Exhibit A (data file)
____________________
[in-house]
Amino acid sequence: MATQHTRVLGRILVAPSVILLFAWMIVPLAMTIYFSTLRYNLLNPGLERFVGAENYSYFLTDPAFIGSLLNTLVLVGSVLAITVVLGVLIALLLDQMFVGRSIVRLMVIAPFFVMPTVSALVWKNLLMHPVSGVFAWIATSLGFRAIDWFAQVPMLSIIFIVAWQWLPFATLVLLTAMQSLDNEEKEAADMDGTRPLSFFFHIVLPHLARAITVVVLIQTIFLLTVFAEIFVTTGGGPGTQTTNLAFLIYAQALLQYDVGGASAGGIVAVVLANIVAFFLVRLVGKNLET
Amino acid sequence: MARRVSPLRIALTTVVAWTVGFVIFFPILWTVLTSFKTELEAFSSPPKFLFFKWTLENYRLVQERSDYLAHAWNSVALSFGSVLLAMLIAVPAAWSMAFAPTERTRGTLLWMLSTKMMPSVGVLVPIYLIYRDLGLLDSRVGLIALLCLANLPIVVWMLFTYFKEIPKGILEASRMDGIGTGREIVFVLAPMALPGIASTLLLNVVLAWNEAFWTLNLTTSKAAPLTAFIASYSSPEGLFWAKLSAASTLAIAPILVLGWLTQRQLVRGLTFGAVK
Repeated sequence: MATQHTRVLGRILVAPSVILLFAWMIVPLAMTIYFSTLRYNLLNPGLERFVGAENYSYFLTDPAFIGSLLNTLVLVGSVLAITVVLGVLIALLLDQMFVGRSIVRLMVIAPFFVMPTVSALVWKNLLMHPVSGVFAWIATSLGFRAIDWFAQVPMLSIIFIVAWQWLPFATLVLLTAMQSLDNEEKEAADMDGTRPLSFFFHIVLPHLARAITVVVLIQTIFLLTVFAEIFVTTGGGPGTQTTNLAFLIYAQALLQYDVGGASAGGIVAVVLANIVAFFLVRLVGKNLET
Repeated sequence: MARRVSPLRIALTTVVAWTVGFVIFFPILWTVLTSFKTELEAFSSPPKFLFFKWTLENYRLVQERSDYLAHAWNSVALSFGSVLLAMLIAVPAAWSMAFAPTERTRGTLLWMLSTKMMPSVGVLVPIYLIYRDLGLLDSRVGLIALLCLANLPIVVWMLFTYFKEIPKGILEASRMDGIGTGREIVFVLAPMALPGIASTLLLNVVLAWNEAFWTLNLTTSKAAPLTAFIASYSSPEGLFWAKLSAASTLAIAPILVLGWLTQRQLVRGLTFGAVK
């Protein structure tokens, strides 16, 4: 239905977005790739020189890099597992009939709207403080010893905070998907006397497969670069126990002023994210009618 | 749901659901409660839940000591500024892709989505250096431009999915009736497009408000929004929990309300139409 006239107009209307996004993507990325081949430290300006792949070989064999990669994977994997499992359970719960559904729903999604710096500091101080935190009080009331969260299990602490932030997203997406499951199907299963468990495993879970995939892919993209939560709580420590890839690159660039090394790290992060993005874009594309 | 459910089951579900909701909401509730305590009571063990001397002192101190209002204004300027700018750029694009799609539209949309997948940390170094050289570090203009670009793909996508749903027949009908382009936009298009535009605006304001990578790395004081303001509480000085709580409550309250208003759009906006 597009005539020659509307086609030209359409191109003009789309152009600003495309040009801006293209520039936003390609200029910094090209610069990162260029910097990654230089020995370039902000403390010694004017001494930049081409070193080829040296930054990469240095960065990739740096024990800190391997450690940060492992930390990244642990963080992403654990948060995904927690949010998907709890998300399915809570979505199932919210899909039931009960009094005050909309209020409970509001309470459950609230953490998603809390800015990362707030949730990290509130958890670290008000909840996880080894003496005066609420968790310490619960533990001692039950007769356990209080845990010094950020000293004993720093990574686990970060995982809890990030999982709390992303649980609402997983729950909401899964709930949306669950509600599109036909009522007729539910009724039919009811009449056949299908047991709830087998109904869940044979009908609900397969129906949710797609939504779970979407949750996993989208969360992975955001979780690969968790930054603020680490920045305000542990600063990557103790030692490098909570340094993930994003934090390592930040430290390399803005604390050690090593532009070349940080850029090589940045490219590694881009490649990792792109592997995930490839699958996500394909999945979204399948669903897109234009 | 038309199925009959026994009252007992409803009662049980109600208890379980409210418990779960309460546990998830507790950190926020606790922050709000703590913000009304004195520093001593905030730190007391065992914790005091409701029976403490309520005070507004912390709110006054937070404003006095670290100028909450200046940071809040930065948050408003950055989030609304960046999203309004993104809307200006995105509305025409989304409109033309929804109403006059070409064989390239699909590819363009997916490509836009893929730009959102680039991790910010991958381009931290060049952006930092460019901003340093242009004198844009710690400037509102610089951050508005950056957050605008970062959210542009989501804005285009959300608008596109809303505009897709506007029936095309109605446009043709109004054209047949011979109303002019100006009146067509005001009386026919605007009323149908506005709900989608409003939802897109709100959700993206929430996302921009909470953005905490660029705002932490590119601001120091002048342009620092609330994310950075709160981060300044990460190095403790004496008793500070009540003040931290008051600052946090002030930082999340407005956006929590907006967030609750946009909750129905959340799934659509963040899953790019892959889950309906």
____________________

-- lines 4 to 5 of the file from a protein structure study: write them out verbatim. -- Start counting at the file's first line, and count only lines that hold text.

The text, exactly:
Repeated sequence: MATQHTRVLGRILVAPSVILLFAWMIVPLAMTIYFSTLRYNLLNPGLERFVGAENYSYFLTDPAFIGSLLNTLVLVGSVLAITVVLGVLIALLLDQMFVGRSIVRLMVIAPFFVMPTVSALVWKNLLMHPVSGVFAWIATSLGFRAIDWFAQVPMLSIIFIVAWQWLPFATLVLLTAMQSLDNEEKEAADMDGTRPLSFFFHIVLPHLARAITVVVLIQTIFLLTVFAEIFVTTGGGPGTQTTNLAFLIYAQALLQYDVGGASAGGIVAVVLANIVAFFLVRLVGKNLET
Repeated sequence: MARRVSPLRIALTTVVAWTVGFVIFFPILWTVLTSFKTELEAFSSPPKFLFFKWTLENYRLVQERSDYLAHAWNSVALSFGSVLLAMLIAVPAAWSMAFAPTERTRGTLLWMLSTKMMPSVGVLVPIYLIYRDLGLLDSRVGLIALLCLANLPIVVWMLFTYFKEIPKGILEASRMDGIGTGREIVFVLAPMALPGIASTLLLNVVLAWNEAFWTLNLTTSKAAPLTAFIASYSSPEGLFWAKLSAASTLAIAPILVLGWLTQRQLVRGLTFGAVK